Future of historic Harlem ballroom debated

Community group claimed landmarking would hinder responsible development plans. On January 16, 2007, Landmarks held a hearing on the Renaissance Ballroom and Casino, comprised of two buildings at Adam Clayton Jr. Boulevard and West 137th Street in Harlem. “The Rennie,” as it was known, was designed by architect Harry Creighton Ingalls and built in stages between 1920 and 1923. One of the first entertainment complexes in Harlem, and one of the largest African-American owned enterprises in the city, the Renaissance hosted theater, sports, and private events. Prominent artists like W.E.B. DuBois and Langston Hughes graced its stage, as did the Harlem Rens, a team in the basketball equivalent to baseball’s Negro league. Inspired by Islamic architecture, the Renaissance features decorative brickwork modeled on North African tile murals and terra cotta ornamentation. The building currently lies in a state of extreme disrepair, with trees growing out of the partially caved-in roof.

The Abyssinian Development Corporation, a non-profit community development organization, owns the Renaissance. Chaired by Calvin Butts, pastor of the nearby Abyssinian Baptist Church, the development corporation hopes to transform the building into a cultural and commercial center designed by architect Max Bond. Included in the project would be a 17-story residential tower containing affordable and market-rate housing. Abyssinian would demolish the adjacent, non-historic YMCA building to open views of the Church’s spire and would build a glass arcade to shelter parishioners before and after services.

Calvin Butts, testifying at the hearing, claimed Abyssinian would restore the original architectural details, but if Landmarks designated the building, their renewal plan could not go forward. Butts stated that the “life or death of a critical community development” lay in Landmarks’ decision.

Former mayor David Dinkins also testified for Abyssinian. Dinkins held his 1953 wedding reception at the Renaissance and brought his photo album to the hearing. Dinkins testified that while he was dedicated to safeguarding historic structures, and commended the sponsors of designation, there was a “dire need for affordable housing” in Harlem, and Abyssinian’s plan would enhance the structure while making it into a viable economic entity.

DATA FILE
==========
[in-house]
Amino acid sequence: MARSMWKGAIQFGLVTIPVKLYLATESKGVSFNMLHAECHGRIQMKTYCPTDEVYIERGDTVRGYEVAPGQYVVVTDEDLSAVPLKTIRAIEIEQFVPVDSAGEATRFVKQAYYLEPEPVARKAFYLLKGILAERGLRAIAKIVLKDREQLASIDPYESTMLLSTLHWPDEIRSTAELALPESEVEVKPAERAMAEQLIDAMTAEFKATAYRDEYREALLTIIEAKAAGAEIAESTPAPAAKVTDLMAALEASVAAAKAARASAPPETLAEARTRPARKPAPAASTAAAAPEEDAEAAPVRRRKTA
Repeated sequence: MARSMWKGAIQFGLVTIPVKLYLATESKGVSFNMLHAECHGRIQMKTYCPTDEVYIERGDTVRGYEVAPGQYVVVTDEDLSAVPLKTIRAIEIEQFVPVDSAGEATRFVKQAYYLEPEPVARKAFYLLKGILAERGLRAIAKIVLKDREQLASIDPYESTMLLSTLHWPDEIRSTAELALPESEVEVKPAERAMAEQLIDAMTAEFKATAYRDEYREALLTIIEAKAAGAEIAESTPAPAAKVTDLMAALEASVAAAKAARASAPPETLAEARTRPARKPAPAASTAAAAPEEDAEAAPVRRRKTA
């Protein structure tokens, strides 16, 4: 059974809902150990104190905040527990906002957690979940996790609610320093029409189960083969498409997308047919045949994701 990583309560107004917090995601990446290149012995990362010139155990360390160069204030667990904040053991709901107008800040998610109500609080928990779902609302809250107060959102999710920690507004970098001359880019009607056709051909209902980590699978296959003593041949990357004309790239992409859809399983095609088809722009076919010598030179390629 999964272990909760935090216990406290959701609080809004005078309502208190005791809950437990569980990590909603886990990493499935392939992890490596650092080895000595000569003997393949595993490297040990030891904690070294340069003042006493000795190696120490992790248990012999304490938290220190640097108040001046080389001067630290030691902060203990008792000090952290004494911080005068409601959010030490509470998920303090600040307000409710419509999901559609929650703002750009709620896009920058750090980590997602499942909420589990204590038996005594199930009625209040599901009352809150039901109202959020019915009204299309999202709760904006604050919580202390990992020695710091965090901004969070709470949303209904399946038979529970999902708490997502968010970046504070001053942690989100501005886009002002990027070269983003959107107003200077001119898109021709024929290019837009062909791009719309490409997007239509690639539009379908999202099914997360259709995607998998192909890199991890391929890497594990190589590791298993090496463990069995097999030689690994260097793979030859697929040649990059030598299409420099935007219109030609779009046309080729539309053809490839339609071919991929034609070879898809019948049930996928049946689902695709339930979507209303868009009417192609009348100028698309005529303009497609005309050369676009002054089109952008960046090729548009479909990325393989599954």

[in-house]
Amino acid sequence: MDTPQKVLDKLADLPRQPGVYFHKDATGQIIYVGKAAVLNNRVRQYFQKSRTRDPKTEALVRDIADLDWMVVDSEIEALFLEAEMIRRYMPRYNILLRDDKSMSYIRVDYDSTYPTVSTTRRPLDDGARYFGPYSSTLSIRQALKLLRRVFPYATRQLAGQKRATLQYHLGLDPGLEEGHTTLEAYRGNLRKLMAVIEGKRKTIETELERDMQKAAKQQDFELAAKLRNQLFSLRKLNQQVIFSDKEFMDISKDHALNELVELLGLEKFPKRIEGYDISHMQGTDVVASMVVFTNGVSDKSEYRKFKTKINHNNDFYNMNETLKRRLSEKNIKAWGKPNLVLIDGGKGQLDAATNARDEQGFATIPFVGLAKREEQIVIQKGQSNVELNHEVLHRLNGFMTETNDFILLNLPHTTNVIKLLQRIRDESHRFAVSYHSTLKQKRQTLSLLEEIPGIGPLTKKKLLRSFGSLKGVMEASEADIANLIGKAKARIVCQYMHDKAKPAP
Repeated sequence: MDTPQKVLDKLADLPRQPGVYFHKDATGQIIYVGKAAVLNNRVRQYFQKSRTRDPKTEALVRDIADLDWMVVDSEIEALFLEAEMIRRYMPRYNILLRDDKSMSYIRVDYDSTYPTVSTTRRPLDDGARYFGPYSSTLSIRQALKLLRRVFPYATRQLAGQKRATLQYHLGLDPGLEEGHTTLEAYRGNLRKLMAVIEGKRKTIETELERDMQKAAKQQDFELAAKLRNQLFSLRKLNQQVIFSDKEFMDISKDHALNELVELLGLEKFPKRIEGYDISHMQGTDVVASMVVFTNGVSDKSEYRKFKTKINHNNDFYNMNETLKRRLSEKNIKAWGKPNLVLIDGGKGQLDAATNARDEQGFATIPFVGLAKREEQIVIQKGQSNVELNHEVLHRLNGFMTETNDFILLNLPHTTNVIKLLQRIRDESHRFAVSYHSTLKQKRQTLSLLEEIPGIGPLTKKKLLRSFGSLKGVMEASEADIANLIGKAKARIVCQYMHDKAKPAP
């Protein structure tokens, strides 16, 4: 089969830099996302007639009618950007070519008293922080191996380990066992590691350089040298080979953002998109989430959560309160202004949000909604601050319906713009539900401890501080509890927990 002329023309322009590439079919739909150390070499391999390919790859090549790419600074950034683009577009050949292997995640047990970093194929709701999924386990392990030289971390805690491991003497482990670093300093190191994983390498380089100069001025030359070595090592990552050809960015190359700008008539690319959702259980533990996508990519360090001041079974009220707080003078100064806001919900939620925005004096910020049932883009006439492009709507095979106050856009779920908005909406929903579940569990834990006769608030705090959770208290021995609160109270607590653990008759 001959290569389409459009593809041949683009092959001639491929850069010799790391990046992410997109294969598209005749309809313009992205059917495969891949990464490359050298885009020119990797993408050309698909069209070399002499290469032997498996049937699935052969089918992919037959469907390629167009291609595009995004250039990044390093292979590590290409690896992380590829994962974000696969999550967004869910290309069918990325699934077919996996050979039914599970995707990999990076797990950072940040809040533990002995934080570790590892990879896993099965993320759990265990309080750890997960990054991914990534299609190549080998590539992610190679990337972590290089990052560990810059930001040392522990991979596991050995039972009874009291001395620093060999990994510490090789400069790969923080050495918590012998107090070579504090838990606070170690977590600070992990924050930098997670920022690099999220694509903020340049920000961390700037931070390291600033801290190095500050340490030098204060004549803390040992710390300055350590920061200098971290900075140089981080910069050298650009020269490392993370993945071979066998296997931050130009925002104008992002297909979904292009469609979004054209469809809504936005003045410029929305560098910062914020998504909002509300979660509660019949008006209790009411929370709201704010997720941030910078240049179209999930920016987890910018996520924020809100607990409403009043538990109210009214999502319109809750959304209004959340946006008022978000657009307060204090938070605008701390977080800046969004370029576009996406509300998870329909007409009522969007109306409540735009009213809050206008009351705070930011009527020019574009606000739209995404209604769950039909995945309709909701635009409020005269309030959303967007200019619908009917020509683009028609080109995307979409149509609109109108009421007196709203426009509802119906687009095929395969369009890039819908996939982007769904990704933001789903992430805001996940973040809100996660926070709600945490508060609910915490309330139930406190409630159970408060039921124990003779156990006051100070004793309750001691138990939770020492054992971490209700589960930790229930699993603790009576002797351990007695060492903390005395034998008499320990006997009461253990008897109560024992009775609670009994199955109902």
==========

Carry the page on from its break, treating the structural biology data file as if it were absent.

Manhattan Borough President Scott Stringer testified that “landmarking is not always the best way to ensure preservation,” and Abyssinian’s project had “the potential to be an important catalyst for improvement of this area of Harlem.”

Preservationist groups seemed torn between supporting designation and the Abyssinian’s goals. Lisa Kersavage of the Municipal Art Society urged Landmarks to designate, but also to allow Abyssinian’s plan to go forward, suggesting that the ballroom be saved. The Historic District Council’s Ed Kirkland admitted that the testimony swayed him, and he renounced his submitted opposition to the project, but requested that Landmarks not let go of oversight of the building’s fate by removing it from consideration. Kirkland suggested that Landmarks solely designate the building containing the ballroom, not the casino where the planned tower would be built. Roger Lang of the Landmarks Conservancy supported designation and Abyssinian’s entire project.

Landmarks Commissioner Robert B. Tierney closed the hearing without comments from commissioners.

Renaissance Ballroom and Casino, 2341-2349 Adam Clayton Powell, Jr. Boulevard (LP-2218) (Jan. 16, 2007).

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